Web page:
So all in all, I’d say you’ve done a pretty good job at reconstructing the expected composition, you just aren’t getting very deep (e.g., genus or species-level) assignments. This is most likely because your reads are very short, 120 bp, so you are losing a lot of sequence information that a longer read would contain — I usually see reasonably reliable genus-level assignments for 250 bp V4 sequences. This may also be caused by the specific organisms (they cannot be differentiated very well below order or family level), and possibly (but probably not) your method/parameter choices. Since you have a mock community you could play around with different taxonomy classification methods in q2-feature-classifier and/or their parameters to see how this impacts classification accuracy, but I expect you should see similar results to what we found in the paper I linked to above. You could also try a different reference database (e.g., SILVA) to see how that impacts your results (in my analyses I find there is not a major difference, but you may find otherwise). The issue is the length of the reads, so you have pretty limited information for squeezing out deeper taxonomic assignments and honestly additional optimization is probably more effort than it’s worth.

By the way, for testing, comparing, and optimizing bioinformatic pipelines you can re-use pre-existing mock communities. We have a collection of mock communities available for these purposes if you are interested.

I hope this helps shed light on this issue!

5 Likes

Thanks for sharing your insight. I owe you a beer.
Actually, our raw PE reads is 300bp. When I check the quality plot, I noticed the quality is not that great. Therefore for dada2 denoise-single, I chose the parameters: --p-trim-left 0 --p-trunc-len 120; for dada2 denoise-paired, I chose the parameters: --p-trim-left-f 0 --p-trim-left-r 6 --p-trunc-len-f 200 --p-trunc-len-r 120. It ends up not many sequences left from dada2 denoise-paired. Kind of hard to find a sweet spot, therefore I was using the length at Q30 to determine --p-trunc-len. Looks like overkill, Do you have any recommended parameter for dada2 PE and SE in my case? thanks again. Gary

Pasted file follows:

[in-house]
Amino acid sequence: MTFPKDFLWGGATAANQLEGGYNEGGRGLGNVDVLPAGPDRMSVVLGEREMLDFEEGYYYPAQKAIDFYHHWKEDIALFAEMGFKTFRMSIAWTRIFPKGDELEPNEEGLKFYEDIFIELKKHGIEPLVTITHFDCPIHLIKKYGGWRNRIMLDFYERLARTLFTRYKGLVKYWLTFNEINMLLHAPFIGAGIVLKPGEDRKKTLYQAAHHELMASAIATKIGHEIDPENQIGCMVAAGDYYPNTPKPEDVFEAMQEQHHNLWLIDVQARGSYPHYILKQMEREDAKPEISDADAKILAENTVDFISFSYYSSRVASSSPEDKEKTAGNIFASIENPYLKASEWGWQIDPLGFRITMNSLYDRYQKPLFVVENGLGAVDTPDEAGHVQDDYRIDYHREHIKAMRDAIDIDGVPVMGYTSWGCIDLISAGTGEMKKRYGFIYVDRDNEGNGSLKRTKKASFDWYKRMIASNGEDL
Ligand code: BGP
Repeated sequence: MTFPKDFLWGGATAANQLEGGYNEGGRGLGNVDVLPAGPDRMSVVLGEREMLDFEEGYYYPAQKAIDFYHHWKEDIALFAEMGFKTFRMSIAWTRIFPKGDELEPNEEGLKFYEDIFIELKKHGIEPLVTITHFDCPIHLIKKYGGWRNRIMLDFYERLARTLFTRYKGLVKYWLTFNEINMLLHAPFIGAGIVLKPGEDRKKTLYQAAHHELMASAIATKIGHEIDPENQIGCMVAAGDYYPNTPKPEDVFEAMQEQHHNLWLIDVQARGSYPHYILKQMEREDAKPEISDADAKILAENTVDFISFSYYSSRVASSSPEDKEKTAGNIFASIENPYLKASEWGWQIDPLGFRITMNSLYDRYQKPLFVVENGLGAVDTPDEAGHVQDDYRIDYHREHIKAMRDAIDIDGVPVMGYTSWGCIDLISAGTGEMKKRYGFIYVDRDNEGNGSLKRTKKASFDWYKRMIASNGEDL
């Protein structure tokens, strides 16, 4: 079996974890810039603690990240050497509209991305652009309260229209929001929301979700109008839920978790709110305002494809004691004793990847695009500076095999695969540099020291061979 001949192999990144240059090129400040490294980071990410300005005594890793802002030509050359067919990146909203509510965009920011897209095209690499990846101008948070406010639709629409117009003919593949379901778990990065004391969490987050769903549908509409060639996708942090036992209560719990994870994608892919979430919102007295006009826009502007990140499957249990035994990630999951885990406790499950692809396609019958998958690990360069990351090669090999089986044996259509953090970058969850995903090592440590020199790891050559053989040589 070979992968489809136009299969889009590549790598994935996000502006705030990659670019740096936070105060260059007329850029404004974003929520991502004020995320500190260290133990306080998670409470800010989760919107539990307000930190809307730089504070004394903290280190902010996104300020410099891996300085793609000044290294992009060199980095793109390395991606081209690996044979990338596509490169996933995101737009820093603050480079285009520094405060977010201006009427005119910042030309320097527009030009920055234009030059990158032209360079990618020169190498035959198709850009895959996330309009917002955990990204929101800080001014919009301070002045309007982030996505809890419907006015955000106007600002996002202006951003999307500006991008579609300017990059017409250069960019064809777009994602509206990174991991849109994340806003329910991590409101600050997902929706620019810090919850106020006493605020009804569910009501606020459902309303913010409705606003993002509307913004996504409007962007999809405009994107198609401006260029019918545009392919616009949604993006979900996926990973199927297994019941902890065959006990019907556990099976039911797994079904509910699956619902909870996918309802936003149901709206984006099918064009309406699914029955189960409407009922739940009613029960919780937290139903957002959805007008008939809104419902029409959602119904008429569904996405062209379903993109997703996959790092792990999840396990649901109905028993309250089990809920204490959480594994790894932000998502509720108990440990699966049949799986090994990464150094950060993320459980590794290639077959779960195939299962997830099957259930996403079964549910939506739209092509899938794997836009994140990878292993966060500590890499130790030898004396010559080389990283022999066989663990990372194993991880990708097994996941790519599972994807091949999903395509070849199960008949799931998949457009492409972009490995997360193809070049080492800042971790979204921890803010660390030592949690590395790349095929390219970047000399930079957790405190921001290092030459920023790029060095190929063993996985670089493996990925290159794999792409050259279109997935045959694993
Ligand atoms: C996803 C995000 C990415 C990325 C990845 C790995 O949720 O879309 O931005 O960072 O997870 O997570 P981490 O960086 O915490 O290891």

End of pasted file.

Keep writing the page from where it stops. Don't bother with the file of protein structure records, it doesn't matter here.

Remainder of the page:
PE_table-dada2.qzv (377.6 KB)
paired-end-demux.qzv (282.8 KB)

In your original post it looked like the results you shared were from the single-end workflow, in which case the reads are only 120 nt long after truncation.

I have been in this position many times… it happens. You can be a little more flexible, e.g., go down to Q20, without compromising read yield/quality too much (I haven’t extensively benchmarked, but this is just based on my prior observations). So:

Both are not looking great but I would give these a try:
PE: forward 200, reverse 160
SE: 220

and see how the yield compares to SE 120 (and if yields are ok, go on to check out mock community results).

Of course at the end of the day you will still not get perfect results, as described in my initial response. But you should probably get most of these down to genus level or at least family level if the seq quality is okay.

I hope that helps!

Hi, Nicholas, Thanks for your help. I followed your suggestion and ran the evaluate-composition plug-in, but got these error message. Any idea? Thanks, Gary

Qiime1_L4_tax_hdf5_biom.qza (36.8 KB)
Expect_L4_tax_hdf5_biom.qza (4.8 KB)

(qiime2-2018.2) $ qiime quality-control evaluate-composition --i-expected-features EDGE_Q1_L4_tax_hdf5_biom.qza --i-observed-features EDGE_Q1_L4_tax_hdf5_biom.qza --o-visualization qc-mock-3-comparison.qzv

Plugin error from quality-control:

Requested level of 5 is larger than the maximum level available in taxonomy data (4).

Debug info has been saved to /tmp/qiime2-q2cli-err-rzhrfnyo.log
(qiime2-2018.2) [email protected]:~/scratch/Shannon/Benchmark$ \

(qiime2-2018.2) [email protected]:~/scratch/Shannon/Benchmark$
(qiime2-2018.2) [email protected]:~/scratch/Shannon/Benchmark$ qiime quality-control evaluate-composition --i-expected-features Expect_L4_tax_hdf5_biom.qza --i-observed-features Qiime2_PE_L4_tax_hdf5_biom.qza --o-visualization qc-mock-3-comparison.qzv
Plugin error from quality-control:

Requested level of 5 is larger than the maximum level available in taxonomy data (4).

Debug info has been saved to /tmp/qiime2-q2cli-err-qhn0rgy8.log
(qiime2-2018.2) $ more /tmp/qiime2-q2cli-err-qhn0rgy8.log
Traceback (most recent call last):
File "/opt/apps/Anaconda3/envs/qiime2-2018.2/lib/python3.5/site-packages/q2cli/commands.py", line 246, in call